Palestinian men armed with knives and a gun killed at least three people and wounded several others in a string of attacks in Jerusalem and near Tel Aviv on Tuesday, police said, on a "Day of Rage" declared by Palestinian groups.
With the worst unrest in years in Israel and the Palestinian territories showing no sign of abating, Prime Minister Benjamin Netanyahu convened an emergency meeting of his security cabinet to discuss what police said would be new operational plans.
Officials said Israel was considering whether to seal off Palestinian districts in East Jerusalem - home of many of the assailants of the past two weeks - from the rest of the city.
Unlike their brethren in the occupied West Bank, East Jerusalem Palestinians can travel freely in Israel. It annexed East Jerusalem after a 1967 war in a move not recognized abroad.
In Jerusalem, two Palestinians shot and stabbed passengers on a bus, killing two and injuring four, police said. One of the assailants was killed and the other captured.
Minutes later, a Palestinian rammed his car into a bus stop in an ultra-Orthodox Jewish neighborhood of the city, police said. A surveillance video showed him then hacking pedestrians with a cleaver until he was shot dead by a passer-by. One of the Israelis he attacked died and six others were hurt, police said.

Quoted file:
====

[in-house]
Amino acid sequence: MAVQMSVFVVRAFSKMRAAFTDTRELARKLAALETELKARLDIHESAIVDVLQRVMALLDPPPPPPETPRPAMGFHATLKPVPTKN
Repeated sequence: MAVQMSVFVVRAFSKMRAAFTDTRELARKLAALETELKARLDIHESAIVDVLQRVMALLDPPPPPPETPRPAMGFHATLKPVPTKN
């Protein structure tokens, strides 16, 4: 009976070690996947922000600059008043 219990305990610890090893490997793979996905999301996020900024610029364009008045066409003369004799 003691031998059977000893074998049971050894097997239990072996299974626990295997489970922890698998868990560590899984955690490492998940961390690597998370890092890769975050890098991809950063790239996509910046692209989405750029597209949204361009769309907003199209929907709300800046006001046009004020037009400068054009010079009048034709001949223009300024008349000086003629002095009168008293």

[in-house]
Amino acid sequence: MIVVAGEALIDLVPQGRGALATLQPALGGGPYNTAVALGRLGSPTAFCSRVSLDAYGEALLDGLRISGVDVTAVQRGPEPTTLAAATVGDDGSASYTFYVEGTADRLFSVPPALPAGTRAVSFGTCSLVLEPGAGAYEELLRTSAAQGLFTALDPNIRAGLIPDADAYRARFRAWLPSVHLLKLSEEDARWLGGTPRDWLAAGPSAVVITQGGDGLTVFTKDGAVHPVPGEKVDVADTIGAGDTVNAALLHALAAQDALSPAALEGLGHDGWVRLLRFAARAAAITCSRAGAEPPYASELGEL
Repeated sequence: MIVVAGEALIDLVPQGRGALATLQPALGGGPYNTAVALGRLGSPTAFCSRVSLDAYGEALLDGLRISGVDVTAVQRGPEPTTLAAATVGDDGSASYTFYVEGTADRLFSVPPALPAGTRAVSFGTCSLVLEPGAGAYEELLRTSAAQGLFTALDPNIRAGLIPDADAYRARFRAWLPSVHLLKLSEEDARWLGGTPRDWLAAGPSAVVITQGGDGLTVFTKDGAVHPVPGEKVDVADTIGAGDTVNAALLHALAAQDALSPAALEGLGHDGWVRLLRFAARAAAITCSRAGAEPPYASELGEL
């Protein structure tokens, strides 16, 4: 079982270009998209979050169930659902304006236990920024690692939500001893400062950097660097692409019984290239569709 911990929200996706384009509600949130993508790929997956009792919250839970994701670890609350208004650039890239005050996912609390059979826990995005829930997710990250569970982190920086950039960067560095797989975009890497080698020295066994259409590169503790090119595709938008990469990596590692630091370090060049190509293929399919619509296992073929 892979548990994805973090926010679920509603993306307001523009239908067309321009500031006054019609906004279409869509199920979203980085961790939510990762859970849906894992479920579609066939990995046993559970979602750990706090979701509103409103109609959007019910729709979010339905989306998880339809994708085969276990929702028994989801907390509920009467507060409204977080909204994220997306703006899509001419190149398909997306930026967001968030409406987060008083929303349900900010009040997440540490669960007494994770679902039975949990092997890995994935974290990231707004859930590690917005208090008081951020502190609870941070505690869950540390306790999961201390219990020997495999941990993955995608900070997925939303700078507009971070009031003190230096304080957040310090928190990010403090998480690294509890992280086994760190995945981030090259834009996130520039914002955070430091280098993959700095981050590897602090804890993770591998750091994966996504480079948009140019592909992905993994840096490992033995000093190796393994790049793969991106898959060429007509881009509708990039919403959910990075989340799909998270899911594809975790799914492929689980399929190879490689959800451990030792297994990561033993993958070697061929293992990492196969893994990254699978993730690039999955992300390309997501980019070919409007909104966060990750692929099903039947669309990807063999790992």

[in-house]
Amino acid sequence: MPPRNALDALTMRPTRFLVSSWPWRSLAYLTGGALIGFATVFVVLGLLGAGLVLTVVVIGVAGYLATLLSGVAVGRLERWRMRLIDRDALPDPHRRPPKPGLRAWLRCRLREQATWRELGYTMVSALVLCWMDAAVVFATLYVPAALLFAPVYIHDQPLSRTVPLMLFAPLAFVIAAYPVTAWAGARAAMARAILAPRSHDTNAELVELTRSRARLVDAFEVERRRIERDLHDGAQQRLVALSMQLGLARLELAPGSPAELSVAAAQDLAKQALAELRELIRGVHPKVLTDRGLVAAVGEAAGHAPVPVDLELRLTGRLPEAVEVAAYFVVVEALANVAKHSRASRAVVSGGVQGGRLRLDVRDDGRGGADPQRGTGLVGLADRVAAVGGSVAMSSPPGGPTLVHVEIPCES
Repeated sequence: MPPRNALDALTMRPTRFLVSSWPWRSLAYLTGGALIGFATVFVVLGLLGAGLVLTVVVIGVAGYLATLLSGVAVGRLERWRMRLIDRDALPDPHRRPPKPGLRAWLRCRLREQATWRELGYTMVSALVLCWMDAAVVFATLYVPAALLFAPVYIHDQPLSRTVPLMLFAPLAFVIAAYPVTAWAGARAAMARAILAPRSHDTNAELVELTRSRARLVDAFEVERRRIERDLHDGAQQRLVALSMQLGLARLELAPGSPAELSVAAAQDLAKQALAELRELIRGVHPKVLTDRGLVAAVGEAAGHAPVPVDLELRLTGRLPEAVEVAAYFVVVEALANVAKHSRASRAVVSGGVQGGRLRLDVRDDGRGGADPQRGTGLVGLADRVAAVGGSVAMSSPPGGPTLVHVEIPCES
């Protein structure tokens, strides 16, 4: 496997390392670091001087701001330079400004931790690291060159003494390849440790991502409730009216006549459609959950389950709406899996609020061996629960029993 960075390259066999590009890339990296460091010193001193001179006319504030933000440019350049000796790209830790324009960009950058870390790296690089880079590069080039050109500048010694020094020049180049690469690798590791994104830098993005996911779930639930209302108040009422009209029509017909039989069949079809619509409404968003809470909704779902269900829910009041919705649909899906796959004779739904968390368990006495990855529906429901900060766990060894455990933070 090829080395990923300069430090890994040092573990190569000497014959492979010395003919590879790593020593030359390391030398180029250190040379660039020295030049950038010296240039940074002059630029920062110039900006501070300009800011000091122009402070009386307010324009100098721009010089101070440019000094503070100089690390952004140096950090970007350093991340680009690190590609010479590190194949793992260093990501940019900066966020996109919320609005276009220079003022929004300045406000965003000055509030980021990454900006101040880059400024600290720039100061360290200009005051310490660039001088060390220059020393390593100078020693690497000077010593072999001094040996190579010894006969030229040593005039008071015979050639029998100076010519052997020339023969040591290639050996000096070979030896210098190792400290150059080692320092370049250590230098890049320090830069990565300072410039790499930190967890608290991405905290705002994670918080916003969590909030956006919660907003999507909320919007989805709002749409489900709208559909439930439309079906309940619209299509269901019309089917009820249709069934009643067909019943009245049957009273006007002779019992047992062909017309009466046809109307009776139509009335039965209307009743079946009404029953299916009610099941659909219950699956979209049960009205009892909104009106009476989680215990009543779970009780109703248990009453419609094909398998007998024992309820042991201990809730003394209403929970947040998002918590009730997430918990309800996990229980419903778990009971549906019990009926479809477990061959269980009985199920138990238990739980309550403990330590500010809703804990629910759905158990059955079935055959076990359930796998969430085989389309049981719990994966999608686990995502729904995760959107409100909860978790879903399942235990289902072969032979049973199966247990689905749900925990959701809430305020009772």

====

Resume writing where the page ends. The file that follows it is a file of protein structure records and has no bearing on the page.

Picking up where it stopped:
In clashes near the West Bank city of Bethlehem, the Israeli army shot dead a Palestinian, medics said. The army said its troops fired on a man who tried to throw a petrol bomb at them.
Seven Israelis and 29 Palestinians, including 10 alleged attackers and eight children, have died in the surge of violence. The Obama administration, whose efforts to broker an Israeli-Palestinian peace deal stalled last year, voiced alarm.
"The United States condemns in the strongest terms today’s terrorist attacks against Israeli civilians," State Department spokesman John Kirby said, adding that Washington urged both sides "to prevent actions that would further escalate tensions".